In the illustrated embodiment, the working electrode of detector 10 is a carbon fiber microelectrode 40 formed by aspirating a 32 micron outside diameter carbon fiber into guide tube 42 and then heating and drawing the glass down to the diameter only slightly larger than electrode 40. Electrode 40, as before, is then sealed to guide tube 42 by means of epoxy 44 applied to their juxtapositioned surfaces. Electrical connection is made to electrode 40 by providing in the end of guide tube 42 a pool of mercury 46 into which a contacting wire 48 is disposed. Outer glass tube 38 is intended to be filled with a neutral buffer, filling region 50 and second guide tube 42 with its assembled electrode 40 inserted into the end of outer sleeve 38. Outer sleeve 38 has an inner diameter only slightly larger than the outer diameter of capillary guide tubes 42 and 20. Therefore, as the electrode assembly shown in the left of FIG. 1 is moved toward to the right in FIG. 1, carbon fiber 40 is automatically and accurately aligned along the center of outer sleeve 38 and hence separation capillary 12. Electrode 40 is then be inserted by any selected amount into the end of separation capillary 12 and into capillary space 28. The carbon fiber is easily guided into separation capillary space 28, in the illustrated embodiment to a depth of about 500 microns, without the use of a micromanipulator. In addition, and platinum or silver/silver chloride reference electrode 52 is disposed in space 50 to be used as part of the sensing electrode system.
The assembled detector as shown in FIG. 1 is then cemented into place using epoxy 54 with result that a rugged, sealed, electrochemical detector has been made in a manner which is integral with the separation column. Electrodes 52 and contacting wire 48 are then coupled to a conventional high sensitivity potentiostat such as is capable of making current measurements with 100 femtoamperes of RMS noise or less and with an RC time constant of 1-10 Hertz.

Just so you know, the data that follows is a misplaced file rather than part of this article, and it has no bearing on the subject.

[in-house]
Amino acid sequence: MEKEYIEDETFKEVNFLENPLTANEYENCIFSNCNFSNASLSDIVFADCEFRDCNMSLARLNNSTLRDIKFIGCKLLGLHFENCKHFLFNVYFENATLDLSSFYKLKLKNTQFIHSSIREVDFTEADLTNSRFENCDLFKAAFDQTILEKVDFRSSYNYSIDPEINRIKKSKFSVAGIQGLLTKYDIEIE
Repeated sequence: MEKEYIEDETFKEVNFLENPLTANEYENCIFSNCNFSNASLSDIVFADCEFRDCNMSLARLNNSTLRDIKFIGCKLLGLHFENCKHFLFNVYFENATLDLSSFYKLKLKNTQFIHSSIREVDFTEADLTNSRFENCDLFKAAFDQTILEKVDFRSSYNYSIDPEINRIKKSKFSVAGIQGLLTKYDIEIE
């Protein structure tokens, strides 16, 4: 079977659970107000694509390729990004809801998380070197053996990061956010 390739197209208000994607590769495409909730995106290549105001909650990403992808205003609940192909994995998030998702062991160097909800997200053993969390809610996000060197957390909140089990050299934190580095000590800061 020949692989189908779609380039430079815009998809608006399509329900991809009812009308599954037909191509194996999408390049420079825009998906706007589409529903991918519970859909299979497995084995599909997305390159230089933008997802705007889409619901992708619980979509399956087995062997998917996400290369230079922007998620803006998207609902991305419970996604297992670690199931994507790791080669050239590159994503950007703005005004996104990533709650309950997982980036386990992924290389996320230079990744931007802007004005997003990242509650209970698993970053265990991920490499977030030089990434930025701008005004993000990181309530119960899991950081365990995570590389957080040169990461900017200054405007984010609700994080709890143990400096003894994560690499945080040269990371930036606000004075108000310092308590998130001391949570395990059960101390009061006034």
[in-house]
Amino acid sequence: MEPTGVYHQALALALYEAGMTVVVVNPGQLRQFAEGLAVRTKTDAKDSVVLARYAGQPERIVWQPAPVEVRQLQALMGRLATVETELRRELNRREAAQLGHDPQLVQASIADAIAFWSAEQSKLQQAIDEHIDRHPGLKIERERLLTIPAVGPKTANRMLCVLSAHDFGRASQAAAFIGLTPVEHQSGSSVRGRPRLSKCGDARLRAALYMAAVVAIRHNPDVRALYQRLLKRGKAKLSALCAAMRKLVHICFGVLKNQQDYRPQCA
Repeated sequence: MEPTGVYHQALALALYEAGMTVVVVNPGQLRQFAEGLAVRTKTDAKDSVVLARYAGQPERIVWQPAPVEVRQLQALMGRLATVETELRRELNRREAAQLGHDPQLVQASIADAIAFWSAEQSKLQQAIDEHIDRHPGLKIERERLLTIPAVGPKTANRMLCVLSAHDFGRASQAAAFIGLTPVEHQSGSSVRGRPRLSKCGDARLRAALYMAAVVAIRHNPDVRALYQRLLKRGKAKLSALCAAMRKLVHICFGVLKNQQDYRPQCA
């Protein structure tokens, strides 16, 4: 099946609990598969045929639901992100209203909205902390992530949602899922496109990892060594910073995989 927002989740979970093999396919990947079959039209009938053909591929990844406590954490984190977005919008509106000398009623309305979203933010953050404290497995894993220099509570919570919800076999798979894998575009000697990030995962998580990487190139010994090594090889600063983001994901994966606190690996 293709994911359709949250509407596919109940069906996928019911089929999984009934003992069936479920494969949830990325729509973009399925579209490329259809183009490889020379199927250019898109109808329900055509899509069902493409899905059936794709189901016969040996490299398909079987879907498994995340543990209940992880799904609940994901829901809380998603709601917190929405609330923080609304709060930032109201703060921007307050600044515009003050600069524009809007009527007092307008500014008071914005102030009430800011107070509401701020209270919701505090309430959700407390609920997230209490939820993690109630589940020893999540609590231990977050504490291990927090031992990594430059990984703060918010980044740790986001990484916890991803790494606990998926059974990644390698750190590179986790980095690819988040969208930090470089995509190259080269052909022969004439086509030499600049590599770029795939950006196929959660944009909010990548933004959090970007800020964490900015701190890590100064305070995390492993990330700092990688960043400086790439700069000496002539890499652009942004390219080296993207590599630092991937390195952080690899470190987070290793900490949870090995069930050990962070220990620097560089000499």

If desired, space 50 within outer sleeve 38 may have a hole defined therethrough so that buffer solution may be communicated with it and flowed through the space. A very slight gap of approximately 50-100 microns exists between electrode 40 and the inner diameter of capillary tube 12 so that separation capillary 12 may be vacuum filled to inject samples or the neutral solution within the electrophoretic column changed. It is a further advantage of the detector of the invention that it has a structure which is also compatible with the simultaneous use of conventional ultraviolet or florescence detectors.
Many alterations and modifications may be made by those having ordinary skill in the art without departing from the spirit and scope of the invention. Therefore, it must be understood that the illustrated embodiment has been set forth only for the purposes of example and that it should not be taken as limiting the invention as defined by the following claims. The following claims are, therefore, to be read to include not only the combination of elements which are literally set forth, but all equivalent elements for performing substantially the same function in substantially the same way to obtain substantially the same result. The claims are thus to be understood to include what is specifically illustrated and described above, what is conceptionally equivalent, and also what essentially incorporates the germ of the invention.
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|Dec 29, 1992||AS||Assignment|
Owner name: REGENTS OF THE UNIVERSITY OF CALIFORNIA, THE, CALI
Free format text: ASSIGNMENT OF ASSIGNORS INTEREST.;ASSIGNOR:KUHR, WERNER G.;REEL/FRAME:006377/0946
Effective date: 19921229
|Apr 22, 1997||REMI||Maintenance fee reminder mailed|
|Sep 14, 1997||LAPS||Lapse for failure to pay maintenance fees|
|Nov 25, 1997||FP||Expired due to failure to pay maintenance fee|
Effective date: 19970917